Every month comes a few days when young women need easy access to a safe place. But if they don’t get it, many stay home until the way of women has passed. That means teenage girls might start missing out on a quarter of their schooling. It’s no wonder so many in toilet-deprived areas fall behind and eventually drop out.

Now, amazingly, global drop-out rates between boys and girls are leveling out on the whole, but they still remain skewed in regions without proper sanitation. This is tragic when you consider the tremendous global push for education and empowering women. Awareness of the need for toilets in this equation has been increasing through the years, and we praise God for that. In fact, it seems that will be one of the topics at this year’s World Toilet Summit.

There are clear trends in data showing that how every year a child stays in school means higher income for that young man or woman as they grow up, which generally means a higher standard of living and greater benefit to their nations.

Here at GFA, we care about children’s education, and those kids care where they go to the bathroom. Check out this story about young sisters Prema and Neha who labored together to provide a home with a toilet for their parents.

Grateful for Toilets

Toilets provide dignity, safety, health, enable education and empower communities.

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June 3, 2022

WILLS POINT, TX – Gospel for Asia (GFA World and affiliates like Gospel for Asia Canada) founded by KP Yohannan, issued a Special Report on the ugly truths of world hunger: “Scandal of Starvation” — world hunger is a long-term social and global crisis, directly or indirectly causing around 9 million deaths each year – more than AIDS, malaria, and tuberculosis combined.

Food loss / waste infographic
Hunger remains one of the most urgent and challenging problems of our globe, yet the world is producing more than enough food. Recovering just half of what is lost or wasted could feed the world alone. The FAO-led Save Food initiative is working to reduce food loss and waste in both the developing and the industrialized world. Photo by Food and Agriculture Organization of the United Nations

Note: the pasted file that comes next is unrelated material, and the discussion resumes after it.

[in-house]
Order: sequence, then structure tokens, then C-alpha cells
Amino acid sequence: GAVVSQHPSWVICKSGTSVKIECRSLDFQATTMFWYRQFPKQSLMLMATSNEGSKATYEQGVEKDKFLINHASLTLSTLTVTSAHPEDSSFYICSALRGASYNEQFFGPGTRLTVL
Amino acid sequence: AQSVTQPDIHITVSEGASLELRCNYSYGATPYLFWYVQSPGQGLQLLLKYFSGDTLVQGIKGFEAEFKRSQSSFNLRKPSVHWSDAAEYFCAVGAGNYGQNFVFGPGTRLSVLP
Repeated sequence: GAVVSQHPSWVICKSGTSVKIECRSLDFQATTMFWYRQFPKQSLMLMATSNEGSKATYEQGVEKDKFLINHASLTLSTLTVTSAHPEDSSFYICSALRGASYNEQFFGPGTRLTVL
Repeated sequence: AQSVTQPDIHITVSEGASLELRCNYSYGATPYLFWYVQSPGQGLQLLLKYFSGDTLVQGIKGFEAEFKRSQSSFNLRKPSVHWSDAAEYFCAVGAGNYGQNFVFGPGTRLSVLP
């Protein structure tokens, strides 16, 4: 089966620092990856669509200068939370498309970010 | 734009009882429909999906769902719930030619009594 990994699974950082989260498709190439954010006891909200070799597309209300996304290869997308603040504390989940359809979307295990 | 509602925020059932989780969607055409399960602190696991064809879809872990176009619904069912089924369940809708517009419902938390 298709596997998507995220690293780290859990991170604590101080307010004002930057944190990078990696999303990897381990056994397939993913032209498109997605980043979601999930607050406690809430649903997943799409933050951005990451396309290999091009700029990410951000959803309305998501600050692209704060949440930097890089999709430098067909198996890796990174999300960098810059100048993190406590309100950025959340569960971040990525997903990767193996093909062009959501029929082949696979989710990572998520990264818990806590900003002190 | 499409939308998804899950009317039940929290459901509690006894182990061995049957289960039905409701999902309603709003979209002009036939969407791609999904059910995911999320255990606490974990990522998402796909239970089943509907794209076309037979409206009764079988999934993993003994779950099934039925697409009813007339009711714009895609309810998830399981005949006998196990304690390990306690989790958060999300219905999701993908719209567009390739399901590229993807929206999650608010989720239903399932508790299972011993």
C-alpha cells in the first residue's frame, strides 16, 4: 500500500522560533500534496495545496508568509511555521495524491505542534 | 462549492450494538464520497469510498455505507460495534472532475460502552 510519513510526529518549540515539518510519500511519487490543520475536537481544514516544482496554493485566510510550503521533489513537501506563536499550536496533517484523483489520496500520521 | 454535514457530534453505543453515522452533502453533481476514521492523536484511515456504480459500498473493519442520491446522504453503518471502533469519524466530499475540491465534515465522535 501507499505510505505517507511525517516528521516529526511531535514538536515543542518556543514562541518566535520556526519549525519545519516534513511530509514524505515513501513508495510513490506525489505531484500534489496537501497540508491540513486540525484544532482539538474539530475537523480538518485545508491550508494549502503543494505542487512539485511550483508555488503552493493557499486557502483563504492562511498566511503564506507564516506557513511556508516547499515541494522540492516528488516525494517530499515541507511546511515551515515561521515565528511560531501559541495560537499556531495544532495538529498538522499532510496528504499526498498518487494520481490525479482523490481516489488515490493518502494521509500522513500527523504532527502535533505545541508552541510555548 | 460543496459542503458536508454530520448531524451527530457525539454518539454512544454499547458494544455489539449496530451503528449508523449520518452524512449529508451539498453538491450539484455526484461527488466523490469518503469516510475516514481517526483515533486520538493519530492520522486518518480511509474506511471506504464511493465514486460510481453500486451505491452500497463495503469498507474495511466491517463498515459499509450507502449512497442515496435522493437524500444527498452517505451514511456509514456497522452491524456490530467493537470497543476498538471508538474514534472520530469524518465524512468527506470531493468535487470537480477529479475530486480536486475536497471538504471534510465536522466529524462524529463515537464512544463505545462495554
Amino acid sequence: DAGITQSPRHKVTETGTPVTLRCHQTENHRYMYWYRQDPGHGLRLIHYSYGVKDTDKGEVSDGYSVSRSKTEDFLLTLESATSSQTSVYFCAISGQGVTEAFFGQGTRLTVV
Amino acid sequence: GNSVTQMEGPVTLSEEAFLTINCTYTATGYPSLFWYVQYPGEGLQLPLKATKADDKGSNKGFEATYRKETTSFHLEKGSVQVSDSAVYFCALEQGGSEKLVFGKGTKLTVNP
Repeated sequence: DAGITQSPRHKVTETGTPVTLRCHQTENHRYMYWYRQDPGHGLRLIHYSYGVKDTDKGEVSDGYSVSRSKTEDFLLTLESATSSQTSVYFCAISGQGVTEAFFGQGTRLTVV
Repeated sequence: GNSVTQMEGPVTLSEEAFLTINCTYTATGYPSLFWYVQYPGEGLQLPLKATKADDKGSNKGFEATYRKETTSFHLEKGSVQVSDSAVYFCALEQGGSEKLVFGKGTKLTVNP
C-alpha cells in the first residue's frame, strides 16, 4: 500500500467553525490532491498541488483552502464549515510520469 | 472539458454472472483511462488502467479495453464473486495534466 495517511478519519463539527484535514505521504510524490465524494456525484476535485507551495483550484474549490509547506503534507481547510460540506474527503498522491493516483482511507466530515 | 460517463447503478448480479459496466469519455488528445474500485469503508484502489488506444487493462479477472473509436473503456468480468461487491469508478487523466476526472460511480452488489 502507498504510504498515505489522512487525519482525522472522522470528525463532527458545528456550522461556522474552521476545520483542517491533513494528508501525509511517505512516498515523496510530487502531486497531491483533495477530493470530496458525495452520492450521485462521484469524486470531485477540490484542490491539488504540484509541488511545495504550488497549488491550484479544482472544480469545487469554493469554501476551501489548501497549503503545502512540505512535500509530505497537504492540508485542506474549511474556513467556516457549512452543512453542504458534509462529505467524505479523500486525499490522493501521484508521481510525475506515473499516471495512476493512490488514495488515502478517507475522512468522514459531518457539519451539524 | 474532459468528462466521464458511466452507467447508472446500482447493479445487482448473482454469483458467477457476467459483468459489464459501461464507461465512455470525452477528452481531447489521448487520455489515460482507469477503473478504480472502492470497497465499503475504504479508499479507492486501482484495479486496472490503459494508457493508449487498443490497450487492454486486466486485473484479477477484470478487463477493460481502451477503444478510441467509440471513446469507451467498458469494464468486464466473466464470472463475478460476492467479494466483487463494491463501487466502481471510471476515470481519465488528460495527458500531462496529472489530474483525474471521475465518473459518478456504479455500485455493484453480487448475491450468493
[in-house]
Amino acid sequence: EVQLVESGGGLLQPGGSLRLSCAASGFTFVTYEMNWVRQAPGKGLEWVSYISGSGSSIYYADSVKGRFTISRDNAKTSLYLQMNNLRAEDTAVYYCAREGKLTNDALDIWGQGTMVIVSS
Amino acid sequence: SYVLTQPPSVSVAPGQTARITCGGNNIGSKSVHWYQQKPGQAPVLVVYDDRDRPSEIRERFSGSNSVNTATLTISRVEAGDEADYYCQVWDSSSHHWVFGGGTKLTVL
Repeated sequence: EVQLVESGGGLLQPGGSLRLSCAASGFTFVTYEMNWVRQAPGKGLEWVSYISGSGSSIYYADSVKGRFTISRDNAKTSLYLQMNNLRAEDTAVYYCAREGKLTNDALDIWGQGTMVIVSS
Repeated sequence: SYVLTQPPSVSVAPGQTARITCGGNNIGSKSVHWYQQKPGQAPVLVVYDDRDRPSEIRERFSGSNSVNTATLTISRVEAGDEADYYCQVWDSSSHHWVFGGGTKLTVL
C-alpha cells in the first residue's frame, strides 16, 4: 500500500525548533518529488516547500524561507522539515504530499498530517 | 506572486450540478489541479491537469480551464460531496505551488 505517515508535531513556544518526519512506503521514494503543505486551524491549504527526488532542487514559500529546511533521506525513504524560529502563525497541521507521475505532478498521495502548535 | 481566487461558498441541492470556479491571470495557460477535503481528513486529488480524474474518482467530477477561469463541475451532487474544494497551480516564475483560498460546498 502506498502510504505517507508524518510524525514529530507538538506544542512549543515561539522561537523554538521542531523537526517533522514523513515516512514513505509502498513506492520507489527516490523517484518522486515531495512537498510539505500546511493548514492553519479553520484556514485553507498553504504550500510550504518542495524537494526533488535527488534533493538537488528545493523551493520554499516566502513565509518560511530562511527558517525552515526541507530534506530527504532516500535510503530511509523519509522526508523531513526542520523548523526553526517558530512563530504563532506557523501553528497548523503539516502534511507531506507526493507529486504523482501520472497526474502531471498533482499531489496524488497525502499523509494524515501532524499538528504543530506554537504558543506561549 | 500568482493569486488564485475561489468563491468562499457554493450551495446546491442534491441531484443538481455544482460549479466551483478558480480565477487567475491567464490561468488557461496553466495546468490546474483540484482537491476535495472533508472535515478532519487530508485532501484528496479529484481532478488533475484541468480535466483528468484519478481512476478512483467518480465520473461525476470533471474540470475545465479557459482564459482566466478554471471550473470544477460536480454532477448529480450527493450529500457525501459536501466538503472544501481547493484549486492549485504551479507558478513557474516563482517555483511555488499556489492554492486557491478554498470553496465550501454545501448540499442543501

The War on Waste

Thankfully, efforts are being made to cut the terrible waste. The World Union of Wholesale Markets, a nonprofit group representing more than 150 wholesale markets around the world, has committed to new collaboration with the U.N.-FAO to improve distribution. Only a fraction of the food business world may be involved in the initiative, but it’s a start.

Korger woman employee attending produce section
Will Kroger’s latest announcement regarding its Pickuliar Picks brand spur more retailers to step up and make an effort to minimize food waste? Photo by Kroger

Meanwhile, big businesses are recognizing the need to be better stewards. At a special gathering on reducing loss hosted by the International Food Policy Institute, Kroger executive Denise Osterhues spoke of her company’s steps in that area. The senior director for corporate affairs told how Kroger had begun marking down red-bagged produce when it neared expiration date, introduced a “Pickuliar Picks” line of imperfect produce, and developed clearer date labeling to help consumers make the most of their food purchases.